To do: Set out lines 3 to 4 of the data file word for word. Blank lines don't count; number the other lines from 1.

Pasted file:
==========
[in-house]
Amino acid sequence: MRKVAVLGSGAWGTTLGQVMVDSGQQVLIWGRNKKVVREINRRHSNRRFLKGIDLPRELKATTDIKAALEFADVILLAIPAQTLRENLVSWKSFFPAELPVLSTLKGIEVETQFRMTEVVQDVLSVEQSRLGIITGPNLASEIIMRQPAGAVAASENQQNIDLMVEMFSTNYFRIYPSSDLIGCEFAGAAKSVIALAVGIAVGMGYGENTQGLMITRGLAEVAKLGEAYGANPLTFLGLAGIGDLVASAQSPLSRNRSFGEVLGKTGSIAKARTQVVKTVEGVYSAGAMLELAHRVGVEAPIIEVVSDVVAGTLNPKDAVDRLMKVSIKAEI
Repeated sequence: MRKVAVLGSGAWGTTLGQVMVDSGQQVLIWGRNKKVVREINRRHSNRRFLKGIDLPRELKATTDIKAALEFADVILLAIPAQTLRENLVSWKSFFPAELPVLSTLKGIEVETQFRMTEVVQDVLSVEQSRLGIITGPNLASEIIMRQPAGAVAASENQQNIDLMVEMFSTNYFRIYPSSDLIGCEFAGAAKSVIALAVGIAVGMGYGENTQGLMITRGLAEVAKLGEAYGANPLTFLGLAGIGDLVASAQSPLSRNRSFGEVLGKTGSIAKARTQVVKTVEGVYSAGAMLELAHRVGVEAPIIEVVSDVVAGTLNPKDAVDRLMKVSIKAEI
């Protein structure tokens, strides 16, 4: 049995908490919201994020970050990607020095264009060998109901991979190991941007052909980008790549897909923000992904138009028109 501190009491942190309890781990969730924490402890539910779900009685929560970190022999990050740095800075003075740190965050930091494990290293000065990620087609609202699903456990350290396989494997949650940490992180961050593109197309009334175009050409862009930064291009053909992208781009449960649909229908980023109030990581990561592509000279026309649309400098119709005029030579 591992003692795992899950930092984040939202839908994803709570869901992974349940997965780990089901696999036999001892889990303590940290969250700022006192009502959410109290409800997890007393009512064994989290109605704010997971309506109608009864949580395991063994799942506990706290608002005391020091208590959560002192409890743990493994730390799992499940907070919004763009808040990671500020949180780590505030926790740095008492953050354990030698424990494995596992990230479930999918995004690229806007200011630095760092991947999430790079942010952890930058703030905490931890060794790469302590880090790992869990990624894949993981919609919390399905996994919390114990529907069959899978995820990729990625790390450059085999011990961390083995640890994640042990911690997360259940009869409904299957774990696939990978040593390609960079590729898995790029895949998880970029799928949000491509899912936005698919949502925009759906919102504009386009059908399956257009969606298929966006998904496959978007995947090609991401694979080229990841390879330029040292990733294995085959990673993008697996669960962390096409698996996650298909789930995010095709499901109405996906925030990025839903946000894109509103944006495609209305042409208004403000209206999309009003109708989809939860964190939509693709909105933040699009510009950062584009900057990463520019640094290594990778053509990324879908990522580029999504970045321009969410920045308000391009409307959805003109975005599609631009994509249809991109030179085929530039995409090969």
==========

Repeated sequence: MRKVAVLGSGAWGTTLGQVMVDSGQQVLIWGRNKKVVREINRRHSNRRFLKGIDLPRELKATTDIKAALEFADVILLAIPAQTLRENLVSWKSFFPAELPVLSTLKGIEVETQFRMTEVVQDVLSVEQSRLGIITGPNLASEIIMRQPAGAVAASENQQNIDLMVEMFSTNYFRIYPSSDLIGCEFAGAAKSVIALAVGIAVGMGYGENTQGLMITRGLAEVAKLGEAYGANPLTFLGLAGIGDLVASAQSPLSRNRSFGEVLGKTGSIAKARTQVVKTVEGVYSAGAMLELAHRVGVEAPIIEVVSDVVAGTLNPKDAVDRLMKVSIKAEI
């Protein structure tokens, strides 16, 4: 049995908490919201994020970050990607020095264009060998109901991979190991941007052909980008790549897909923000992904138009028109 501190009491942190309890781990969730924490402890539910779900009685929560970190022999990050740095800075003075740190965050930091494990290293000065990620087609609202699903456990350290396989494997949650940490992180961050593109197309009334175009050409862009930064291009053909992208781009449960649909229908980023109030990581990561592509000279026309649309400098119709005029030579 591992003692795992899950930092984040939202839908994803709570869901992974349940997965780990089901696999036999001892889990303590940290969250700022006192009502959410109290409800997890007393009512064994989290109605704010997971309506109608009864949580395991063994799942506990706290608002005391020091208590959560002192409890743990493994730390799992499940907070919004763009808040990671500020949180780590505030926790740095008492953050354990030698424990494995596992990230479930999918995004690229806007200011630095760092991947999430790079942010952890930058703030905490931890060794790469302590880090790992869990990624894949993981919609919390399905996994919390114990529907069959899978995820990729990625790390450059085999011990961390083995640890994640042990911690997360259940009869409904299957774990696939990978040593390609960079590729898995790029895949998880970029799928949000491509899912936005698919949502925009759906919102504009386009059908399956257009969606298929966006998904496959978007995947090609991401694979080229990841390879330029040292990733294995085959990673993008697996669960962390096409698996996650298909789930995010095709499901109405996906925030990025839903946000894109509103944006495609209305042409208004403000209206999309009003109708989809939860964190939509693709909105933040699009510009950062584009900057990463520019640094290594990778053509990324879908990522580029999504970045321009969410920045308000391009409307959805003109975005599609631009994509249809991109030179085929530039995409090969």